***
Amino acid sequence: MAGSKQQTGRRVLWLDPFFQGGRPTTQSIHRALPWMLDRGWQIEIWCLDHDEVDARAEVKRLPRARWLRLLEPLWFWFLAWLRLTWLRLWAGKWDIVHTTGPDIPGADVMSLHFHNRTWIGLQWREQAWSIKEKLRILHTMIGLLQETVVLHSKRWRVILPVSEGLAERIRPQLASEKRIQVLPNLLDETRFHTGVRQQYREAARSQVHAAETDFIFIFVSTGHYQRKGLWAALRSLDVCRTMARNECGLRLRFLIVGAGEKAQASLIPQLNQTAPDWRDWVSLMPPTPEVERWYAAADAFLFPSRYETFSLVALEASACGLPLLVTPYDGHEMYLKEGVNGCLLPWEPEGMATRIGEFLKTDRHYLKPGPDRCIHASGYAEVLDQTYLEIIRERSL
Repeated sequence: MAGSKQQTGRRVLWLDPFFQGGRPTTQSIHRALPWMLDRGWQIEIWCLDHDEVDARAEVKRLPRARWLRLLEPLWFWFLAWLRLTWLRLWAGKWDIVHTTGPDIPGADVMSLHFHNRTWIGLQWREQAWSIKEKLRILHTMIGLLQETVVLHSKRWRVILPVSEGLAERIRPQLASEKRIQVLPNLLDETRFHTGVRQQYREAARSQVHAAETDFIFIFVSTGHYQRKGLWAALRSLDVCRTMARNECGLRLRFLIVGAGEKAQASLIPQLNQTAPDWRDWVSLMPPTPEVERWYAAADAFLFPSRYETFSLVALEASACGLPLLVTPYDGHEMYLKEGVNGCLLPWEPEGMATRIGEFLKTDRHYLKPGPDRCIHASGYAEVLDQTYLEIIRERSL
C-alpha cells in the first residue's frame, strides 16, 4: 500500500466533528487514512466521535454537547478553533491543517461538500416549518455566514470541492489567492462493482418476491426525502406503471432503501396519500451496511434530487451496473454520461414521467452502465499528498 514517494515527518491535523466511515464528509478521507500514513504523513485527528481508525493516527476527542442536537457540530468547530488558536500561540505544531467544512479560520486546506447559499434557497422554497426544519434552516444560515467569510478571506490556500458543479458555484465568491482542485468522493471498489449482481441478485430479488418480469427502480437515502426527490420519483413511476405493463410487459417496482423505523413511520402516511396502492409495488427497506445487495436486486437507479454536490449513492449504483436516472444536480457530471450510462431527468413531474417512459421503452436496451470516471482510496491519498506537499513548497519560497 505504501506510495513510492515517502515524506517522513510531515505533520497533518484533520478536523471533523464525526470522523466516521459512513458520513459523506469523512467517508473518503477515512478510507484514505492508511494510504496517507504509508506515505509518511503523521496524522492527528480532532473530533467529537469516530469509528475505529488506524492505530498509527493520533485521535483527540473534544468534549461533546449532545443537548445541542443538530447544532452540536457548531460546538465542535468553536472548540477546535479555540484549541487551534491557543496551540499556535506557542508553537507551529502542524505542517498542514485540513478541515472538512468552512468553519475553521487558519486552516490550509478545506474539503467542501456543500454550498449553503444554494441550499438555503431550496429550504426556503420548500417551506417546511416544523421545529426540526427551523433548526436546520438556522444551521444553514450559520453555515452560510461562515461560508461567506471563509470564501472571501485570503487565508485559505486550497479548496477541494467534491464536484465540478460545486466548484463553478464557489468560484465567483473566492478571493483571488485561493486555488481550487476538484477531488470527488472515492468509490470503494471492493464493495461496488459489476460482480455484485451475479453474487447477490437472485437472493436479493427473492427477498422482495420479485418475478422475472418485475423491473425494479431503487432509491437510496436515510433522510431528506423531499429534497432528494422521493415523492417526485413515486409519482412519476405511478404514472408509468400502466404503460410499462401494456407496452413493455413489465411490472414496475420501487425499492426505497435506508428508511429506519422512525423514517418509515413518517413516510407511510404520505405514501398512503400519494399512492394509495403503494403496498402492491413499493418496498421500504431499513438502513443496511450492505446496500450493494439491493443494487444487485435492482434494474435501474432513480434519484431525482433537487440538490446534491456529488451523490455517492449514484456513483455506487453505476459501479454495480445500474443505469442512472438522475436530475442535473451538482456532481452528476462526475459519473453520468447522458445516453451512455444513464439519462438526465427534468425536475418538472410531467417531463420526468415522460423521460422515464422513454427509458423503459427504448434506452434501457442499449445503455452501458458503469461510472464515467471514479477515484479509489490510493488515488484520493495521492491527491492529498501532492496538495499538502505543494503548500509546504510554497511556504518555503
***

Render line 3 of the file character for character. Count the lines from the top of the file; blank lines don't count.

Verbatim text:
C-alpha cells in the first residue's frame, strides 16, 4: 500500500466533528487514512466521535454537547478553533491543517461538500416549518455566514470541492489567492462493482418476491426525502406503471432503501396519500451496511434530487451496473454520461414521467452502465499528498 514517494515527518491535523466511515464528509478521507500514513504523513485527528481508525493516527476527542442536537457540530468547530488558536500561540505544531467544512479560520486546506447559499434557497422554497426544519434552516444560515467569510478571506490556500458543479458555484465568491482542485468522493471498489449482481441478485430479488418480469427502480437515502426527490420519483413511476405493463410487459417496482423505523413511520402516511396502492409495488427497506445487495436486486437507479454536490449513492449504483436516472444536480457530471450510462431527468413531474417512459421503452436496451470516471482510496491519498506537499513548497519560497 505504501506510495513510492515517502515524506517522513510531515505533520497533518484533520478536523471533523464525526470522523466516521459512513458520513459523506469523512467517508473518503477515512478510507484514505492508511494510504496517507504509508506515505509518511503523521496524522492527528480532532473530533467529537469516530469509528475505529488506524492505530498509527493520533485521535483527540473534544468534549461533546449532545443537548445541542443538530447544532452540536457548531460546538465542535468553536472548540477546535479555540484549541487551534491557543496551540499556535506557542508553537507551529502542524505542517498542514485540513478541515472538512468552512468553519475553521487558519486552516490550509478545506474539503467542501456543500454550498449553503444554494441550499438555503431550496429550504426556503420548500417551506417546511416544523421545529426540526427551523433548526436546520438556522444551521444553514450559520453555515452560510461562515461560508461567506471563509470564501472571501485570503487565508485559505486550497479548496477541494467534491464536484465540478460545486466548484463553478464557489468560484465567483473566492478571493483571488485561493486555488481550487476538484477531488470527488472515492468509490470503494471492493464493495461496488459489476460482480455484485451475479453474487447477490437472485437472493436479493427473492427477498422482495420479485418475478422475472418485475423491473425494479431503487432509491437510496436515510433522510431528506423531499429534497432528494422521493415523492417526485413515486409519482412519476405511478404514472408509468400502466404503460410499462401494456407496452413493455413489465411490472414496475420501487425499492426505497435506508428508511429506519422512525423514517418509515413518517413516510407511510404520505405514501398512503400519494399512492394509495403503494403496498402492491413499493418496498421500504431499513438502513443496511450492505446496500450493494439491493443494487444487485435492482434494474435501474432513480434519484431525482433537487440538490446534491456529488451523490455517492449514484456513483455506487453505476459501479454495480445500474443505469442512472438522475436530475442535473451538482456532481452528476462526475459519473453520468447522458445516453451512455444513464439519462438526465427534468425536475418538472410531467417531463420526468415522460423521460422515464422513454427509458423503459427504448434506452434501457442499449445503455452501458458503469461510472464515467471514479477515484479509489490510493488515488484520493495521492491527491492529498501532492496538495499538502505543494503548500509546504510554497511556504518555503